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Warning of fresh trouble at interface

(Sharon O'Neill, Irish News)

Representatives from both sides of the community at the centre of fresh sectarian trouble in north Belfast, last night warned of further disorder.

Calls for all involved to redouble their efforts to help restore calm at a highly volatile interface in Ardoyne, came after disorder left two police officers slightly injured.

A stand-off developed between nationalists and loyalists in the Alliance Avenue/Ardoyne Road flashpoint on Sunday night.

Various missiles were thrown leaving a female police officer with a shoulder injury and a male colleague with a hand wound. Both were treated in hospital.

The trouble came during a day of building tensions after reports that a number of Protestant homes in the Glenbryn area were targeted.

There were a number of sectarian attacks over the weekend following serious violence at the Ardoyne shops area on the Twelfth night.

In the early hours of Saturday, Catholic mother Sharon O'Shea, sustained cuts in a bomb attack on her home in Mountainview Gardens on the upper Crumlin Road, and Protestant houses in the Suffolk area of west Belfast were also targeted.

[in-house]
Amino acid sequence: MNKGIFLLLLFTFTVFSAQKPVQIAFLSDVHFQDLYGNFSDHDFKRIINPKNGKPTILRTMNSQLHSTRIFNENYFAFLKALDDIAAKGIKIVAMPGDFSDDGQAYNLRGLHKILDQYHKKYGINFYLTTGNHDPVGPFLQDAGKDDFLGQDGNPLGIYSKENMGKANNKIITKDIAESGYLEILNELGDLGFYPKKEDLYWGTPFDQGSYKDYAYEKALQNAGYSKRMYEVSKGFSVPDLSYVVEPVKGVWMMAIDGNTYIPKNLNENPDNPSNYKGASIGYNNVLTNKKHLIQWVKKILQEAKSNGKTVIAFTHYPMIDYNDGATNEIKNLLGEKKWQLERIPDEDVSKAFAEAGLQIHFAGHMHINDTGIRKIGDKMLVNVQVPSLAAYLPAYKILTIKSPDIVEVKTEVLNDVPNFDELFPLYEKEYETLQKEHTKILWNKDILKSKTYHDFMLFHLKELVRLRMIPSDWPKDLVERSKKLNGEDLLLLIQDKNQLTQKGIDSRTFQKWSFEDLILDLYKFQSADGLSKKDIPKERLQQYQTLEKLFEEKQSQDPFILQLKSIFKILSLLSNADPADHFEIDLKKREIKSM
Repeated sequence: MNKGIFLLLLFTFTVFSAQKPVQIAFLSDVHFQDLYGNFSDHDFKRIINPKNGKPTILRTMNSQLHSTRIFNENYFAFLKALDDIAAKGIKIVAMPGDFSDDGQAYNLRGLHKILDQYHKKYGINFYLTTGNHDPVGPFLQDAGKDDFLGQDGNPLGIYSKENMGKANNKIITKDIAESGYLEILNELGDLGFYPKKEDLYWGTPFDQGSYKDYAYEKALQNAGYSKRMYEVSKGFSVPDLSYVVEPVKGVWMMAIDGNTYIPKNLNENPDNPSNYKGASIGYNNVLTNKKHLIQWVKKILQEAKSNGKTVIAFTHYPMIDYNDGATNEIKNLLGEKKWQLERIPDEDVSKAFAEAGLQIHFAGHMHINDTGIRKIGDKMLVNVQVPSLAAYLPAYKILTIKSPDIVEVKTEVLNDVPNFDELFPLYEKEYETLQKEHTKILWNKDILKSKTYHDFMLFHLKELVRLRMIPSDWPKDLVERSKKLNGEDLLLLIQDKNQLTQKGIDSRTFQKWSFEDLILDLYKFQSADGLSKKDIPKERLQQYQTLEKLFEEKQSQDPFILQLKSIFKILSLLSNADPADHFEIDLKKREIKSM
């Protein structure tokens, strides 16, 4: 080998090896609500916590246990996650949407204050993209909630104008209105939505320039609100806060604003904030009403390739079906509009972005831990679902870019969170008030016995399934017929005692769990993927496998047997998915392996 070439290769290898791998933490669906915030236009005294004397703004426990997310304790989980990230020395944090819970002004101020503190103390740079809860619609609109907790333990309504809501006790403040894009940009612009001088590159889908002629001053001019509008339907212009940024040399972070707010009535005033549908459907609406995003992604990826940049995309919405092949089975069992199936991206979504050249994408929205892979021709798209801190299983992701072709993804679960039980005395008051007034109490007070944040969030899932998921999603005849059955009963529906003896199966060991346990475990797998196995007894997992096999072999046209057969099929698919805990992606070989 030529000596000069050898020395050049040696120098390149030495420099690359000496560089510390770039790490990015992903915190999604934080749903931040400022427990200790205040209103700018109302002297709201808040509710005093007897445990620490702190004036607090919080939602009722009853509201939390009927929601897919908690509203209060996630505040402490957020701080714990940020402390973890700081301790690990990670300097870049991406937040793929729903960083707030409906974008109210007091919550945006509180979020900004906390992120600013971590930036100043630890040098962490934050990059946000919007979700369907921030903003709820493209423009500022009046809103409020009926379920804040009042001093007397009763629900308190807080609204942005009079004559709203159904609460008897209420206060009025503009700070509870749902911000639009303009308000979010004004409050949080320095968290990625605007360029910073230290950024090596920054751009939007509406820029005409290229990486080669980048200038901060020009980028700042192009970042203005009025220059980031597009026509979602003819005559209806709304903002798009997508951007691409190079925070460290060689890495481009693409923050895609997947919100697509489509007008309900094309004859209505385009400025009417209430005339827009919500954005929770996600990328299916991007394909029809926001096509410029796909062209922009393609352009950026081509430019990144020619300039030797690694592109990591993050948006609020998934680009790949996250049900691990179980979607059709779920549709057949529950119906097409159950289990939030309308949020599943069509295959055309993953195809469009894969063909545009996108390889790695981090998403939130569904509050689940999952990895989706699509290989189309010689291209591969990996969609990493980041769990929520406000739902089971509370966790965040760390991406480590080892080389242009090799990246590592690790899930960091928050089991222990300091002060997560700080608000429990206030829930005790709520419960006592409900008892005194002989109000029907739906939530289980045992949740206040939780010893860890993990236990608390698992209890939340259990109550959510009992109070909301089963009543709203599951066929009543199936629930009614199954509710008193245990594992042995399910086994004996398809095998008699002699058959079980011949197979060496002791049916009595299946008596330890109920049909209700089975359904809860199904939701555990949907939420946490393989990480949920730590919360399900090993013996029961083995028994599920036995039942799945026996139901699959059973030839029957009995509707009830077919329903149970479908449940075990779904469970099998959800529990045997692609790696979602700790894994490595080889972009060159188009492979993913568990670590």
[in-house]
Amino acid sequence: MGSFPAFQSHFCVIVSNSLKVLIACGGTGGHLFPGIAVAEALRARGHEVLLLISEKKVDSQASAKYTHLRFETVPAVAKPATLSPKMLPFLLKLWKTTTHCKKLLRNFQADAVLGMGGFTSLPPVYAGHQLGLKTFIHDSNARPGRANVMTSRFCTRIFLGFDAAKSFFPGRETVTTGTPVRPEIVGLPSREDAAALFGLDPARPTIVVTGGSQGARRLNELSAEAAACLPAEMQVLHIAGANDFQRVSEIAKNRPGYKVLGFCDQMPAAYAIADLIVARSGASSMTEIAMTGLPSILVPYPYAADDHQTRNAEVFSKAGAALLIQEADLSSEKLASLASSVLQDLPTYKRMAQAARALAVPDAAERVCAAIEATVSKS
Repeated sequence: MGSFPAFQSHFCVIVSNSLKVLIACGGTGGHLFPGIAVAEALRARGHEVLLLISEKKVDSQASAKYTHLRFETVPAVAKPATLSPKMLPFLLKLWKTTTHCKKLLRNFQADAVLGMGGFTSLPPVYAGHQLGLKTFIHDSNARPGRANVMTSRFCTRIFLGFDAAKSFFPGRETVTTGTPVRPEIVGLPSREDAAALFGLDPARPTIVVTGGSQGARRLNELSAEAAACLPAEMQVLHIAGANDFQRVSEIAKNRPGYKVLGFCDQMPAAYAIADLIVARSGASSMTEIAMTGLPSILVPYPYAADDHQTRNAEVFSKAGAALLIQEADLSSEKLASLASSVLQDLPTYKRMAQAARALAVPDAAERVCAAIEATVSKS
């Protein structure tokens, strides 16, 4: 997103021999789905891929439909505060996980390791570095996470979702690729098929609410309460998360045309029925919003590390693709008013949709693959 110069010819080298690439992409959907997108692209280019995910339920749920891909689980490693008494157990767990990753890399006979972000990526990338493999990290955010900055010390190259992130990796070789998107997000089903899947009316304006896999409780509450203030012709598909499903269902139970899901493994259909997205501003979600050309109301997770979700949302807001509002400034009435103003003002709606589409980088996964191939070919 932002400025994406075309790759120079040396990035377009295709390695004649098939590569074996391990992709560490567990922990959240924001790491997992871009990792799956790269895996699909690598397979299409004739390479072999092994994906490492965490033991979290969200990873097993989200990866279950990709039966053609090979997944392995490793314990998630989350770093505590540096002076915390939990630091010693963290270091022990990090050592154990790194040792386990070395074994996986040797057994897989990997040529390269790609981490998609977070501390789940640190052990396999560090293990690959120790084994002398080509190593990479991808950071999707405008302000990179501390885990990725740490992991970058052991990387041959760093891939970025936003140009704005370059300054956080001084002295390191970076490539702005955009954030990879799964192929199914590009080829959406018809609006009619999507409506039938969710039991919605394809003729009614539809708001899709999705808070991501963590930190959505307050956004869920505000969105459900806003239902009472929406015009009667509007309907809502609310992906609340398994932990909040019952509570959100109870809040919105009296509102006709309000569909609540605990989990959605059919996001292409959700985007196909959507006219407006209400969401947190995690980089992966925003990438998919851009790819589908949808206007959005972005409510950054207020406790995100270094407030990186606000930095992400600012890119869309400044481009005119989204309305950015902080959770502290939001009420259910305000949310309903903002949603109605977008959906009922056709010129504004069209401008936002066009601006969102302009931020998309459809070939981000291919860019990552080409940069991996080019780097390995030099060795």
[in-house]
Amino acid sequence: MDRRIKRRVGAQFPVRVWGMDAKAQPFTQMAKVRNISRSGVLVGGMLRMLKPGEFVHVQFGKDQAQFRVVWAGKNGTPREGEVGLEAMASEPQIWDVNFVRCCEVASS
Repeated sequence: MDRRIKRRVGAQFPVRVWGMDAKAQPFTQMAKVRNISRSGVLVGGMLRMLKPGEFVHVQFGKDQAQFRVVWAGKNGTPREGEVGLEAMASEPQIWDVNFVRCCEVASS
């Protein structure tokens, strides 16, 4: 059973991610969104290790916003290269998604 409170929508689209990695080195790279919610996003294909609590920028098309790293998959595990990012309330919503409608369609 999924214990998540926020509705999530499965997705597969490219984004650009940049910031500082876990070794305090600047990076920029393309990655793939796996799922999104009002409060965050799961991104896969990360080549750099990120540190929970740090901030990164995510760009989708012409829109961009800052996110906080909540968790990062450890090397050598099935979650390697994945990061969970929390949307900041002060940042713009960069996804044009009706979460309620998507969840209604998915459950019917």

Sinn Féin councillor Margaret McClenaghan said Sunday's stand-off in Ardoyne occurred after a large number of loyalists from Glenbryn gathered in the area.

"There were golf balls and missiles thrown from both ways," she said.

The councillor said a Catholic woman's house in Alliance Avenue was stoned at around 4am.

"There needs to be people, elected representatives, community workers, working proactively on both sides before this gets out of control," she said.

"It is time parents, if they do hear there is something happening, to see if any of their children are present. One of these kids are going to be killed. At the minute it doesn't look great.

"Everybody has to redouble their efforts to calm the situation down here and do what they can to nip things in the bud before they even get started where possible."

Ann Bill of the Glenbryn-based Upper Ardoyne Community Partnership said: "There were houses in Glenbryn attacked and the response was houses in Alliance Avenue, the Catholic end, were attacked.

"Every time something doesn't go right in the political process, it comes out at the interfaces, and people on both sides of the communities are suffering for it.

"On the Protestant end, the issue of security in that area has still never been resolved.

"I think the agenda has been set. There are people out there with an agenda to create trouble."

July 20, 2005

This article appeared first in the July 19, 2005 edition of the Irish News.

This article appears thanks to the Irish News. Subscribe to the Irish News